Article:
Interpretation of Prostate Needle Biopsies
Case 11 -
Diagnosis and Understanding the Significance of
HGPIN, Atypical Small Acinar Proliferation
(ASAP) And Recognition of Morphological Features of Cancer Following Therapy (continued)
Rajal Shah and Ming Zhou
A 60 year-old man had rising PSA 2 years after
brachytherapy for Gleason 3+3=6 prostate cancer. He underwent a 12-core prostate biopsy.
Residual adenocarcinoma of the prostate with
radiation treatment effect.
Histological Changes in Benign and Malignant Prostate Tissue Following Treatment
Hormonal deprivation therapy
Prostate is an androgen-responsive organ and androgen pathway plays a critical role in the development
and function of prostate gland, as well as pathogenesis of benign and malignant diseases. Androgen
pathway involves several key molecules and enzymes, including leutinizing hormone release hormone (LHRH),
5-alpha-reductase, testosterone, and androgen receptors. These molecules are the targets of hormonal
Finasteride (Proscar) inhibits 5-alpha-reductase, the enzyme that converts testosterone to
dihydrotestosterone (DHT), therefore reduces the production of DHT, a more potent form of androgens.
This drug is used in the treatment of benign prostatic hyperplasia, and more recently in prostate cancer
chemoprevention. However, this drug does not produce significant effect on benign and malignant prostate
On the other hand, LHRH analogs (Lupron, Zoladex) and anti-androgens (Flutamide, and Casodex) can be
used singly or in combination (total androgen blockade) in treatment of advanced stage prostate cancer.
This latter modality, termed medical castration, may result in significant histological changes in both
benign and malignant prostate tissues
Benign tissue, following hormonal ablation, exhibits
glandular atrophy and stromal predominance. Basal cells are prominent with diffused basal cell
hyperplasia. Atrophic prostatic glands can also undergo diffuse squamous and transitional cell
metaplasia. Marked squamous metaplasia, a characteristic feature seen in patients on estrogen therapy,
is rarely encountered in present day anti-androgen therapy. Stroma can become edematous, fibrotic and
have abundant inflammatory infiltrates.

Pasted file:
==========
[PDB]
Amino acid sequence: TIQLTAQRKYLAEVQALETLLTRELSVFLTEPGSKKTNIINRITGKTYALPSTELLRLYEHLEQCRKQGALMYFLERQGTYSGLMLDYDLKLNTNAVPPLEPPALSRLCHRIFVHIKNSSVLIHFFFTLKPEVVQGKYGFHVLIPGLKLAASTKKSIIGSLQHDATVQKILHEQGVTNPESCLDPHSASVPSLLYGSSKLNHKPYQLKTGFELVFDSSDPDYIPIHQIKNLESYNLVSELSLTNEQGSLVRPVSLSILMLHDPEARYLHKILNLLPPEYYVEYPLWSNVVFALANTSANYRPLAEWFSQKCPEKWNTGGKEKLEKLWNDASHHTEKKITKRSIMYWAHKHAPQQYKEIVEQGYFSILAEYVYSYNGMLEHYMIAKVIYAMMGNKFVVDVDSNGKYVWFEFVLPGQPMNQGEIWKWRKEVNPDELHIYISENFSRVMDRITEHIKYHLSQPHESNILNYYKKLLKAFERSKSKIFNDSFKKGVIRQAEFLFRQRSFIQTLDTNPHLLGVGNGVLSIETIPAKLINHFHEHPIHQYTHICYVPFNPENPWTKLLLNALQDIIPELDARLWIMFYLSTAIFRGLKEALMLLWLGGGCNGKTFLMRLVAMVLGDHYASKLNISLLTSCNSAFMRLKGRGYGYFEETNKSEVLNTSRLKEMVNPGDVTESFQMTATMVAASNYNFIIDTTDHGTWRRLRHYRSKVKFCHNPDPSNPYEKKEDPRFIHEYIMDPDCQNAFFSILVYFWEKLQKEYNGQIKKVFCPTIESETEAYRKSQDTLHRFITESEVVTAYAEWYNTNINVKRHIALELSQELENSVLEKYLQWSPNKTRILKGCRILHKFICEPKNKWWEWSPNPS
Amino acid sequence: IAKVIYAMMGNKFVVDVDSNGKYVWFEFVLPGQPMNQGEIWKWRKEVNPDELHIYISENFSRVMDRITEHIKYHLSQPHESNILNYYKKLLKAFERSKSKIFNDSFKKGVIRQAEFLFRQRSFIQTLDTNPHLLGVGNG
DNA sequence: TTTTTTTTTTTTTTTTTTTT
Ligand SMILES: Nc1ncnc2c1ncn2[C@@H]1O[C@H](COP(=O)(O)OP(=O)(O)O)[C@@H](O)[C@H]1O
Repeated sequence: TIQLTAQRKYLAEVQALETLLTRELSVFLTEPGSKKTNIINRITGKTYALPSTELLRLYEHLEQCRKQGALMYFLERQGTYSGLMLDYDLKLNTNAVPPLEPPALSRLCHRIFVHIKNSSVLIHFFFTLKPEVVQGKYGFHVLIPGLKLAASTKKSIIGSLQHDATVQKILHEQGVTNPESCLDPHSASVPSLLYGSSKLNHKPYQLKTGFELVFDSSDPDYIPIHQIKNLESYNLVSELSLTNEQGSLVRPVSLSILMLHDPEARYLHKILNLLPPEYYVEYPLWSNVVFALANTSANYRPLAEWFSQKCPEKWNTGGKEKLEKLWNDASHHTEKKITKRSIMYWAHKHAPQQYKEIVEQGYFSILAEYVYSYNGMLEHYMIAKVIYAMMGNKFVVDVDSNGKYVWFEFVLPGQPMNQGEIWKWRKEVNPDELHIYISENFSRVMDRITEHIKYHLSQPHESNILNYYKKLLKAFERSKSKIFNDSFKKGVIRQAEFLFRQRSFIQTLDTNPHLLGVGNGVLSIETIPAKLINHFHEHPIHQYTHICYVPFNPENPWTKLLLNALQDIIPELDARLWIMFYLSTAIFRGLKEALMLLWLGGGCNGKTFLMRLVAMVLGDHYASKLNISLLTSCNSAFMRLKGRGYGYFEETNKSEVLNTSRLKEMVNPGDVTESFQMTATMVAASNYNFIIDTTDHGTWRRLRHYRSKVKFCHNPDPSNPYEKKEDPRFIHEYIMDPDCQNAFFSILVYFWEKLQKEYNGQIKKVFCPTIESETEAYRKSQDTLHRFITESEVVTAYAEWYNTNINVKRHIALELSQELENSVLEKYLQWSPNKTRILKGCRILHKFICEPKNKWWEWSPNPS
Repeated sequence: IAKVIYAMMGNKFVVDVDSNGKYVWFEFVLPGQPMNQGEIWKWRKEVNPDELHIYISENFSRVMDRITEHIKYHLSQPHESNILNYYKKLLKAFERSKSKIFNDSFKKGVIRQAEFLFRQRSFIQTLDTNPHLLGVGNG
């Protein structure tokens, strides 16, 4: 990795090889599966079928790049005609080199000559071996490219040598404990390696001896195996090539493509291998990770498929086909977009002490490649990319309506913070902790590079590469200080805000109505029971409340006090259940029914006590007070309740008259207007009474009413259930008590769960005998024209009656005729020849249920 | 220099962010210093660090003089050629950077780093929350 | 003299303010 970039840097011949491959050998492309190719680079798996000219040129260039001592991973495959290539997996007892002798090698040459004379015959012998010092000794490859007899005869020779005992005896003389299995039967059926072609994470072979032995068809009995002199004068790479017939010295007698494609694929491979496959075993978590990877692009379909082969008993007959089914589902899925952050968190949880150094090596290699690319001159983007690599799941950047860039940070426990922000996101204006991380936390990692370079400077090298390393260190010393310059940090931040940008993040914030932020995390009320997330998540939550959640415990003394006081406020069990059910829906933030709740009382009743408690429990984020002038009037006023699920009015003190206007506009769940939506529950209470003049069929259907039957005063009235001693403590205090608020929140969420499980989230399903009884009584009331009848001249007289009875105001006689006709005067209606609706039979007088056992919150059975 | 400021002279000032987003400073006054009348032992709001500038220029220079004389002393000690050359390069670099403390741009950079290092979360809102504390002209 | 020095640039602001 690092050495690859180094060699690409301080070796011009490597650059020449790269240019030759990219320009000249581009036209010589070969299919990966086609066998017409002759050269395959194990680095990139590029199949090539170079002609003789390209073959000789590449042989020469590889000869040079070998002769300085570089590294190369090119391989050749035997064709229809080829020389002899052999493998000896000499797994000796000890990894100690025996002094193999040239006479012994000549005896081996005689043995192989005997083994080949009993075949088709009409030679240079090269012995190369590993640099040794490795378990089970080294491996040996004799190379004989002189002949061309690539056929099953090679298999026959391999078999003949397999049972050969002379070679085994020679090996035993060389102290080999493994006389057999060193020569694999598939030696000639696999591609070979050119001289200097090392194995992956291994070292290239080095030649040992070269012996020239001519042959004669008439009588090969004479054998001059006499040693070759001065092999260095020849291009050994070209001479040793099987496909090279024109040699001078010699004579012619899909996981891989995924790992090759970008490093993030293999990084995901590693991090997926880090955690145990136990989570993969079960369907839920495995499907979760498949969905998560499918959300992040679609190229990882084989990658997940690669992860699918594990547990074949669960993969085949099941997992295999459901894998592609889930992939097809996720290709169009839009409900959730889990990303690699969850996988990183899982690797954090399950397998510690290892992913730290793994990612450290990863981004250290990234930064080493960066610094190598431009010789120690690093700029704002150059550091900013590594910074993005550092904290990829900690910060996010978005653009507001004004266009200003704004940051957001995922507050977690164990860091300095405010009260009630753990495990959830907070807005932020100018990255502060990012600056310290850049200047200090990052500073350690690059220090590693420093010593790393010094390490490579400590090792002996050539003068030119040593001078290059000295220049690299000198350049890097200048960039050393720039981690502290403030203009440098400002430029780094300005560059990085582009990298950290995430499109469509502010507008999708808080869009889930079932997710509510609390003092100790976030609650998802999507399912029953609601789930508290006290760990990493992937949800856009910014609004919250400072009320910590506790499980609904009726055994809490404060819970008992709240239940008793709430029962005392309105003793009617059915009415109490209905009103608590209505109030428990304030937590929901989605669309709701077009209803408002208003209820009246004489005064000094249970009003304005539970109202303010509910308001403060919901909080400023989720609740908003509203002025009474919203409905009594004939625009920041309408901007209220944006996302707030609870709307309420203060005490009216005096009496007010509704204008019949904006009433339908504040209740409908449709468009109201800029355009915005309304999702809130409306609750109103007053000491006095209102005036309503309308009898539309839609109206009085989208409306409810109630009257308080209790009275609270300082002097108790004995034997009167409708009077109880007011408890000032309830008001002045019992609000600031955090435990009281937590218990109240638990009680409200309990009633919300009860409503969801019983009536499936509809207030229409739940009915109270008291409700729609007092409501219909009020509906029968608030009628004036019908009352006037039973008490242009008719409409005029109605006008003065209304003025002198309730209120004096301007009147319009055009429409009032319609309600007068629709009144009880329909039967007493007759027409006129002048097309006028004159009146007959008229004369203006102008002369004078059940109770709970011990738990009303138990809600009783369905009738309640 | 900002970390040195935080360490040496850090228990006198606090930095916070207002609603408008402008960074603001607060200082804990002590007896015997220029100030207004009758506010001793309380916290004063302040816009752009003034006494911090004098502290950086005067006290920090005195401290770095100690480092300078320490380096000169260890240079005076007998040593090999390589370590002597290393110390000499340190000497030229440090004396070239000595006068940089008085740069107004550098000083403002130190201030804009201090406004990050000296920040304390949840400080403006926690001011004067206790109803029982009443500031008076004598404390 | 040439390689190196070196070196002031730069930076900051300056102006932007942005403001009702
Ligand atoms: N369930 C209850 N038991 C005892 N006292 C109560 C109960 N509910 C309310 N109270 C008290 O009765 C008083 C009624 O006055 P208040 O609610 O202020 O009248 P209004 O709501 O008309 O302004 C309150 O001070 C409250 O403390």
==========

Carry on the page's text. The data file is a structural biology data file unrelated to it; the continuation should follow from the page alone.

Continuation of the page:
Hormonal ablation may result in three histological patterns in prostate cancer. The cancer glands may
become atrophic with pyknotic and hyperchromatic nuclei. These glands may be indistinguishable from
benign atrophic glands. Only their crowded infiltrative nature is diagnostic of prostate cancer. The
second pattern is that cancer cells develop pyknotic nuclei and abundant xanthomatous cytoplasm,
resembling histiocytes. However, the presence of cancer cells with less or no hormonal induced changes
help establish a cancer diagnosis. The third pattern is pools of mucin with individual cancer cells
floating in it when cancer cells dissolve. The diagnosis of prostate cancer with marked hormonal induced
changes is often difficult and requires immunohistochemical studies. Cancer cells will remain positive
for pancytokeratin and negative for basal cell markers. They may be also positive for AMACR, PSA and
PSAP, although the expression of these markers may be markedly reduced after hormonal therapy
Radiation therapy, including external being and seed implantation (brachytherapy) are used to treat
clinically localized or locally advanced prostate cancer. Brachytherapy has become popular in recent
years. It is still controversial whether it is necessary to perform needle biopsy to document
histological presence of cancer for rising PSA following radiation therapy. However it is generally
agreed upon that a biopsy should be performed in order to distinguish local recurrence from distant
metastases and to have a histological confirmation before a salvage prostatectomy. Often pathologists do
not get a history of prior radiation therapy; therefore it is important to recognize the histological
features of radiation atypia to avoid misdiagnosis of cancer.
Radiation may result in significant changes in both benign and malignant prostate tissue . In
benign prostate tissue, it causes glandular atrophy and stromal predominance. Benign glands will still
maintain their lobular architecture. Each individual gland will have multi-layering of cells with
scattered marked atypical cells. On the other hand, Irradiated cancer cells form small nests of single
cells with abundant xanthomatous cytoplasm and pyknotic nuclei. Cancer cells may not be affected by
radiation to the same degree. Some may be less affected and resembles ordinary prostate cancer.
Although mainly performed to document local and residual disease, post-radiation biopsy can also
provide some prognostic information . The biopsy should be performed 30 to 36 months following
radiation therapy, as dying cancer cells may persist up to 30 months after radiation therapy. A
post-radiation biopsy could show three findings: positive for cancer, negative for cancer and positive
for cancer with treatment effect. Patients with negative biopsies have better prognosis than patients
with biopsies with cancer cells showing treatment effect. The worst prognosis is seen in patients with
biopsies showing cancer cells unaffected by radiation. In patients with post-radiation biopsies showing
cancer cells with treatment effect, 30% will have no evidence of cancer, 34% will have residual cancer,
and 36% will demonstrate local and distant failure in subsequent biopsies. .
When pathologists are suspecting hormonal or radiation therapy, he should obtain clinical history to
confirm the histological impression. Gleason grading should not be applied to the cases with pronounced
treatment effect. However, it may be performed in cases with no treatment effect. The degree of
treatment effect is usually not graded or reported .
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